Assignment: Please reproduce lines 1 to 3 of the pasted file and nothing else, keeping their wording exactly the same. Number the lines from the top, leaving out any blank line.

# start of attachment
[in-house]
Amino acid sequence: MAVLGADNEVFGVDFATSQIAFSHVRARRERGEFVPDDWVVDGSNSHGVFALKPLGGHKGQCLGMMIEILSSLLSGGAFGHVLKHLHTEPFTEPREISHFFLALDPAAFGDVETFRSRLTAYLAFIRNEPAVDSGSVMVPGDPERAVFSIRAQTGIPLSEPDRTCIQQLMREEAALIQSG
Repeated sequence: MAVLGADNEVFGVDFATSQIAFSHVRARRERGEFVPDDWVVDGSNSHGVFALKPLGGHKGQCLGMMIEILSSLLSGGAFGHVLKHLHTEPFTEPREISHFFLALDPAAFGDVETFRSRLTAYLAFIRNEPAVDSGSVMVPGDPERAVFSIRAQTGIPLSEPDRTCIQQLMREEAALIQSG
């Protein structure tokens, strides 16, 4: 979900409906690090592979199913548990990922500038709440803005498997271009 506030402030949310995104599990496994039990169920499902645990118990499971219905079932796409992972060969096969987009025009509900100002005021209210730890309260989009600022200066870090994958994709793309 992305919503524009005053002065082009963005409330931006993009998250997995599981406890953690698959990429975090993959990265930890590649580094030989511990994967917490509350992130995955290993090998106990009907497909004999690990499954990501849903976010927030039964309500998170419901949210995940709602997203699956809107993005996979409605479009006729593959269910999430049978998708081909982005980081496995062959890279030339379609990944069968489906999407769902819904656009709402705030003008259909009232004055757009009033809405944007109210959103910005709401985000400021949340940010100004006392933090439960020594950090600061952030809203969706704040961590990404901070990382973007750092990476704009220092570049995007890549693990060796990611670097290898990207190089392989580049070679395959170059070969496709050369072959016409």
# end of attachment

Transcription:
[in-house]
Amino acid sequence: MAVLGADNEVFGVDFATSQIAFSHVRARRERGEFVPDDWVVDGSNSHGVFALKPLGGHKGQCLGMMIEILSSLLSGGAFGHVLKHLHTEPFTEPREISHFFLALDPAAFGDVETFRSRLTAYLAFIRNEPAVDSGSVMVPGDPERAVFSIRAQTGIPLSEPDRTCIQQLMREEAALIQSG
Repeated sequence: MAVLGADNEVFGVDFATSQIAFSHVRARRERGEFVPDDWVVDGSNSHGVFALKPLGGHKGQCLGMMIEILSSLLSGGAFGHVLKHLHTEPFTEPREISHFFLALDPAAFGDVETFRSRLTAYLAFIRNEPAVDSGSVMVPGDPERAVFSIRAQTGIPLSEPDRTCIQQLMREEAALIQSG